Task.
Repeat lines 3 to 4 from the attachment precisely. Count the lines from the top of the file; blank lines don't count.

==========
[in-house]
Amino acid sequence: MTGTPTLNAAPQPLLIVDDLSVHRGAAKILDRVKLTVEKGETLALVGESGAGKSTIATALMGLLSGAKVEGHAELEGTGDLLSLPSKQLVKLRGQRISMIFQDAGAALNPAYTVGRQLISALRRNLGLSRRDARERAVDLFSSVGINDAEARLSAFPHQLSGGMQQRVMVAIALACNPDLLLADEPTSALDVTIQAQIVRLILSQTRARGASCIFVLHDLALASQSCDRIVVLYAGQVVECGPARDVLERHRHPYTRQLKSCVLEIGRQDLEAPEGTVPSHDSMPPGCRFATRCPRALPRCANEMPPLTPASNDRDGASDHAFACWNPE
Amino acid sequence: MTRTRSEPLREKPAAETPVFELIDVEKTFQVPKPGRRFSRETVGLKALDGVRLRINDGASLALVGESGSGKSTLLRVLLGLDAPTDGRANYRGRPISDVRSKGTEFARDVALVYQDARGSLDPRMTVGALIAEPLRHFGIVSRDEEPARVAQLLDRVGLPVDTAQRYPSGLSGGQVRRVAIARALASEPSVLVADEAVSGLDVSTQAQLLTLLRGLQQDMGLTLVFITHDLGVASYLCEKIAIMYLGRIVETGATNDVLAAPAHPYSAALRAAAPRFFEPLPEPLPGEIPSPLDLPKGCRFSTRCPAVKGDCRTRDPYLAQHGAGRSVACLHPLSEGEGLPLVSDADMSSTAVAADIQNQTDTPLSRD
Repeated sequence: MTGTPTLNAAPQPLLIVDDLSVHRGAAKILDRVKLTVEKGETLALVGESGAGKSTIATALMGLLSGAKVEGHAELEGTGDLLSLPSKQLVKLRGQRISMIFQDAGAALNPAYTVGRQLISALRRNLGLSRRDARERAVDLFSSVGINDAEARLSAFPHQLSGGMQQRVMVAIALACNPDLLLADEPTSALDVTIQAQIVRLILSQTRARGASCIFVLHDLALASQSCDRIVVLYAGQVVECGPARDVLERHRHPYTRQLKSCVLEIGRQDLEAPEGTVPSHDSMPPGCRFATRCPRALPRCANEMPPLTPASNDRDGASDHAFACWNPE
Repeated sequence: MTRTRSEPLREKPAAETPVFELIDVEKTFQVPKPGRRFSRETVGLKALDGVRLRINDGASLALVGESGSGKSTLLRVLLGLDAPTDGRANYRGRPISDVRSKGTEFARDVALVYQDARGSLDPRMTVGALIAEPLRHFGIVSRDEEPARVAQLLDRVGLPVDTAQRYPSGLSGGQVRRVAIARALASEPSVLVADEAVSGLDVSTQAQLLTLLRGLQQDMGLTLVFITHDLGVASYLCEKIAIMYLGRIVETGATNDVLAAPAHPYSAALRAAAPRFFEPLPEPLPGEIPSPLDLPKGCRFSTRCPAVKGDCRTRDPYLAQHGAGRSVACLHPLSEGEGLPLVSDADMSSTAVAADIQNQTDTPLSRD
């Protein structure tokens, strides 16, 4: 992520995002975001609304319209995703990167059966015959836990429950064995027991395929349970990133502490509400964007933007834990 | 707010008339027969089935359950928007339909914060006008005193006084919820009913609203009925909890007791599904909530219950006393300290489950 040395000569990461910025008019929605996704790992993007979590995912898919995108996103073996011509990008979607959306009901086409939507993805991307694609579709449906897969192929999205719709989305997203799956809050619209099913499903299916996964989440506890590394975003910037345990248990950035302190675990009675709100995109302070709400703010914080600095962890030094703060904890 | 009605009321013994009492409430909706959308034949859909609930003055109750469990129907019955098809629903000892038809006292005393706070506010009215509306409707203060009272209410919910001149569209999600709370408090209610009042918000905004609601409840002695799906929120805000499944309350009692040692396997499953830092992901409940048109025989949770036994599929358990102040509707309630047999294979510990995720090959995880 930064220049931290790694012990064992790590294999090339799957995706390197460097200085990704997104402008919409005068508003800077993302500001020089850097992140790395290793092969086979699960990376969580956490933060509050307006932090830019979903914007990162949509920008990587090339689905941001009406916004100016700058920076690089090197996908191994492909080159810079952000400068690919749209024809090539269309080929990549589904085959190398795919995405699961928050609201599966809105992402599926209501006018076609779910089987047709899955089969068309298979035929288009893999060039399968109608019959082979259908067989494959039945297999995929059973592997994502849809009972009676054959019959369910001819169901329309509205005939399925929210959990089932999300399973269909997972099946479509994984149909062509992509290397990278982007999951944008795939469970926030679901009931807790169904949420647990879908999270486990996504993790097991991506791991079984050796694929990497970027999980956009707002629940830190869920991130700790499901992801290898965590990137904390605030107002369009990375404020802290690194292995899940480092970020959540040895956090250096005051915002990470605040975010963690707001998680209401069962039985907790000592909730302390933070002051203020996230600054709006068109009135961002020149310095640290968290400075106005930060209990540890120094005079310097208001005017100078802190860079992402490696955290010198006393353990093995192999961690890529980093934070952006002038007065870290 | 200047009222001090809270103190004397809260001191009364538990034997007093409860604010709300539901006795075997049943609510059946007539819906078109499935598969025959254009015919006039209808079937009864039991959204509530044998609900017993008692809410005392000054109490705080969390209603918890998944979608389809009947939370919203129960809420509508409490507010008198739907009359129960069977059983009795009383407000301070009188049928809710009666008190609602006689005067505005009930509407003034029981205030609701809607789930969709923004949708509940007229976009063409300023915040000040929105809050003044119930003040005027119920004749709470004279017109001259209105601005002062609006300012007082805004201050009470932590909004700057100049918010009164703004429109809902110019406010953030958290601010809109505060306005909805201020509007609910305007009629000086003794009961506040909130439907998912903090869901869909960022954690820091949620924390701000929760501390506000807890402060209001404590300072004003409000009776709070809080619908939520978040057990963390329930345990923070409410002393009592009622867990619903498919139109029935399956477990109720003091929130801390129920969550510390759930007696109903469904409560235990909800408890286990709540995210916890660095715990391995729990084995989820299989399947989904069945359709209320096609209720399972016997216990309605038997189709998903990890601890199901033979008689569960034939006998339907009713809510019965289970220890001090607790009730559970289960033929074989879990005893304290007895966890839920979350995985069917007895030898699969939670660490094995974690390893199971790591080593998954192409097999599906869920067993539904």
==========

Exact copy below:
Amino acid sequence: MTRTRSEPLREKPAAETPVFELIDVEKTFQVPKPGRRFSRETVGLKALDGVRLRINDGASLALVGESGSGKSTLLRVLLGLDAPTDGRANYRGRPISDVRSKGTEFARDVALVYQDARGSLDPRMTVGALIAEPLRHFGIVSRDEEPARVAQLLDRVGLPVDTAQRYPSGLSGGQVRRVAIARALASEPSVLVADEAVSGLDVSTQAQLLTLLRGLQQDMGLTLVFITHDLGVASYLCEKIAIMYLGRIVETGATNDVLAAPAHPYSAALRAAAPRFFEPLPEPLPGEIPSPLDLPKGCRFSTRCPAVKGDCRTRDPYLAQHGAGRSVACLHPLSEGEGLPLVSDADMSSTAVAADIQNQTDTPLSRD
Repeated sequence: MTGTPTLNAAPQPLLIVDDLSVHRGAAKILDRVKLTVEKGETLALVGESGAGKSTIATALMGLLSGAKVEGHAELEGTGDLLSLPSKQLVKLRGQRISMIFQDAGAALNPAYTVGRQLISALRRNLGLSRRDARERAVDLFSSVGINDAEARLSAFPHQLSGGMQQRVMVAIALACNPDLLLADEPTSALDVTIQAQIVRLILSQTRARGASCIFVLHDLALASQSCDRIVVLYAGQVVECGPARDVLERHRHPYTRQLKSCVLEIGRQDLEAPEGTVPSHDSMPPGCRFATRCPRALPRCANEMPPLTPASNDRDGASDHAFACWNPE